Through these years, Deshpande had been donating some money here and there, apart from the mandatory corporate social responsibility (CSR) donations that he executed through the Persistent Foundation, but the decision to do something more significant with his personal wealth came around 2013, with the realisation that he had earned sufficiently and should rather use the rest of the money for good instead of keeping it for the next generation.  

This led to the birth of the deAsra Foundation, a non-profit that Deshpande launched with a specific focus of using his personal money to support nano and small entrepreneurs in India. According to him, creating jobs at scale is one of the biggest problems in need of attention.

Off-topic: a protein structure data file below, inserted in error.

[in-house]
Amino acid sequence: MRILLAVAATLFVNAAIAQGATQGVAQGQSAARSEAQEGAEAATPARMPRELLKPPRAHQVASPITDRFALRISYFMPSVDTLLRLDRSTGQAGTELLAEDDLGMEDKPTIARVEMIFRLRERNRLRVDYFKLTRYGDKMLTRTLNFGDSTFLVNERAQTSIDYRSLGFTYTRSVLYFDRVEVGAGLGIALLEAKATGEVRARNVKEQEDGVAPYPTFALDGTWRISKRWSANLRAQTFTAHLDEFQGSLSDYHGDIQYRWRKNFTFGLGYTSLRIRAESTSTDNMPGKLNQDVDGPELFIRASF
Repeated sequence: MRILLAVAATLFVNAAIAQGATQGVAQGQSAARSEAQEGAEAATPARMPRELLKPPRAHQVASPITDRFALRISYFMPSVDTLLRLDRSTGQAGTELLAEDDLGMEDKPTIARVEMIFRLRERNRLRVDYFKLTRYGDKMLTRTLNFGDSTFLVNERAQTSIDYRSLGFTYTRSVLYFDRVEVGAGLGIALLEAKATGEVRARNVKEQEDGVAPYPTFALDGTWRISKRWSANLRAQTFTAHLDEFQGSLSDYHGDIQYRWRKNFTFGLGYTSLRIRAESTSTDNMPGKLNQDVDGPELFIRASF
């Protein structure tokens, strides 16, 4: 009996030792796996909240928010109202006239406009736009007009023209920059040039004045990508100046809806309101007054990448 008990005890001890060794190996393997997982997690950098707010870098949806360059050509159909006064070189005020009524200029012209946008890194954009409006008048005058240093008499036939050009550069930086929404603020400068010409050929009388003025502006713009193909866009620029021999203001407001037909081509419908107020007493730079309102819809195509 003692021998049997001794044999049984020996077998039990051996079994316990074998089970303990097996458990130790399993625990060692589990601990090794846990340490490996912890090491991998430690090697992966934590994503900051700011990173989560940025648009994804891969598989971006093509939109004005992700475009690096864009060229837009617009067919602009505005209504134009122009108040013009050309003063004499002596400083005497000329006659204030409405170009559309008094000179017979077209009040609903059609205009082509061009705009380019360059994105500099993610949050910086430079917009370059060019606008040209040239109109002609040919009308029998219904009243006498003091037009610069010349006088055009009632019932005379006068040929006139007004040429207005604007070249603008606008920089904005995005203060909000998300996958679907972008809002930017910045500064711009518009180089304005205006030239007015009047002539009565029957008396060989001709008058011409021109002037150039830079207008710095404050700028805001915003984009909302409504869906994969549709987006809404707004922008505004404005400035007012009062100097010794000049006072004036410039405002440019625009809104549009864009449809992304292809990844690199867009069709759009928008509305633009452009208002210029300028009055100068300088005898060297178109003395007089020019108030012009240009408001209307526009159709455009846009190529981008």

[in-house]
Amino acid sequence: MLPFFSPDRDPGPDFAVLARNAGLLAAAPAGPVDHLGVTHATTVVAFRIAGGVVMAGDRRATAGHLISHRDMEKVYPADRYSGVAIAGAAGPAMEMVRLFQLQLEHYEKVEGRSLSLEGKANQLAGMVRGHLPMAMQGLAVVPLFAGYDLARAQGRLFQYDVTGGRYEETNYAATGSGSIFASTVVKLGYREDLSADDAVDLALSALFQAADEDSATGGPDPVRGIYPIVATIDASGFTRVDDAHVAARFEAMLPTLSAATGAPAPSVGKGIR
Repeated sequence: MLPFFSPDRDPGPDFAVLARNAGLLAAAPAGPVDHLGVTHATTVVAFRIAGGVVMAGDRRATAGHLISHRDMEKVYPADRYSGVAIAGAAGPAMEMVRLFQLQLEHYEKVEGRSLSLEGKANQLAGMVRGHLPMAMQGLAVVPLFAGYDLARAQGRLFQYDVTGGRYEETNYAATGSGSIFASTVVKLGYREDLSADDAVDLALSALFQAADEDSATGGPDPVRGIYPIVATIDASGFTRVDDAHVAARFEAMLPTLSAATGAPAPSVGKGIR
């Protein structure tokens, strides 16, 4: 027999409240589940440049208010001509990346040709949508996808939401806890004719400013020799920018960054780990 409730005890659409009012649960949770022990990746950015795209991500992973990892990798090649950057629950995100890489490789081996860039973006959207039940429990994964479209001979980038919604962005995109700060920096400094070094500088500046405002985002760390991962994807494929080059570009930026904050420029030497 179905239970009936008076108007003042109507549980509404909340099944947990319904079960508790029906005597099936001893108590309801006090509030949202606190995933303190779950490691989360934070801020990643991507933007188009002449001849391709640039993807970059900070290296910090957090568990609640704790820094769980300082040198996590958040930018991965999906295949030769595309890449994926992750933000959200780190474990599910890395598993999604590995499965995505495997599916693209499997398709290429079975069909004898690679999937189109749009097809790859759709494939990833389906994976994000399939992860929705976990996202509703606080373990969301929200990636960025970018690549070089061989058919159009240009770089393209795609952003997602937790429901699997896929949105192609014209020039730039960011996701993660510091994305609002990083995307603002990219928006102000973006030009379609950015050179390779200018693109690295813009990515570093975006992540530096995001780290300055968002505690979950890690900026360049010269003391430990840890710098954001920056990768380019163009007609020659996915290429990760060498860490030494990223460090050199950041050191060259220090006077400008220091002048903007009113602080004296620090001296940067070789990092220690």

The unemployment rate in India on February 15, on a 30-day moving average, stood at 7.8 percent, with rural unemployment at 7.6 percent and urban unemployment at 8.2 percent, as per data from the Centre for Monitoring Indian Economy (CMIE). This is a fall from the unemployment rate of 8.3 percent in December 2022. The falling unemployment rate is not necessarily a source of comfort, says CEO Mahesh Vyas in a February 6 note on the CMIE website. “It reflects a falling labour participation rate.”

Deshpande believes we need to create millions of jobs every year, and many of these jobs will not come through government or large private companies, but by self-employment. “Everyone accepts that most of India’s jobs are going to happen in small industries, small companies, self-employment etc,” he says.